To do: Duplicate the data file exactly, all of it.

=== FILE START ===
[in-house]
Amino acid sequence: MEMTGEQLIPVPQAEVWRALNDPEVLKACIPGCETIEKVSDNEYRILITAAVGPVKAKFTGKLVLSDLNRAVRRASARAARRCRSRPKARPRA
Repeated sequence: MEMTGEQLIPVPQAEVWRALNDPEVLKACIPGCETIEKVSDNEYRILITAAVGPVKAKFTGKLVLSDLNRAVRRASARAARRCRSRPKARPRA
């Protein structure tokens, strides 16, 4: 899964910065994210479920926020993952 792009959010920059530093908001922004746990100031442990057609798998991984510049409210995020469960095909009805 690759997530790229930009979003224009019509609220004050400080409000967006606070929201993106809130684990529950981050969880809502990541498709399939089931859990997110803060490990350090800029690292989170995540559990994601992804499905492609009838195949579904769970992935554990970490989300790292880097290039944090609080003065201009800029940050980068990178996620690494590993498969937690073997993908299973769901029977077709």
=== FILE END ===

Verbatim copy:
[in-house]
Amino acid sequence: MEMTGEQLIPVPQAEVWRALNDPEVLKACIPGCETIEKVSDNEYRILITAAVGPVKAKFTGKLVLSDLNRAVRRASARAARRCRSRPKARPRA
Repeated sequence: MEMTGEQLIPVPQAEVWRALNDPEVLKACIPGCETIEKVSDNEYRILITAAVGPVKAKFTGKLVLSDLNRAVRRASARAARRCRSRPKARPRA
């Protein structure tokens, strides 16, 4: 899964910065994210479920926020993952 792009959010920059530093908001922004746990100031442990057609798998991984510049409210995020469960095909009805 690759997530790229930009979003224009019509609220004050400080409000967006606070929201993106809130684990529950981050969880809502990541498709399939089931859990997110803060490990350090800029690292989170995540559990994601992804499905492609009838195949579904769970992935554990970490989300790292880097290039944090609080003065201009800029940050980068990178996620690494590993498969937690073997993908299973769901029977077709």